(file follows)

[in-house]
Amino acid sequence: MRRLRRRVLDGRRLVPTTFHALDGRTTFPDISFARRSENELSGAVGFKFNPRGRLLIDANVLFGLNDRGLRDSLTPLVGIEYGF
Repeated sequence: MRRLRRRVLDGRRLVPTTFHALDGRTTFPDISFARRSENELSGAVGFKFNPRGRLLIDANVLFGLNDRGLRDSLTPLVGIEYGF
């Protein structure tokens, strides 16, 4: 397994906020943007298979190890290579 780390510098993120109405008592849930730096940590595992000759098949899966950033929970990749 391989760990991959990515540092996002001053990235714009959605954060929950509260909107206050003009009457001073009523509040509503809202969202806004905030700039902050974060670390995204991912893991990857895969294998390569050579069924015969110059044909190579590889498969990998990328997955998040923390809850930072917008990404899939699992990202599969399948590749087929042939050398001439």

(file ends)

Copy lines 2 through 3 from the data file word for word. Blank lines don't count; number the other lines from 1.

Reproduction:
Amino acid sequence: MRRLRRRVLDGRRLVPTTFHALDGRTTFPDISFARRSENELSGAVGFKFNPRGRLLIDANVLFGLNDRGLRDSLTPLVGIEYGF
Repeated sequence: MRRLRRRVLDGRRLVPTTFHALDGRTTFPDISFARRSENELSGAVGFKFNPRGRLLIDANVLFGLNDRGLRDSLTPLVGIEYGF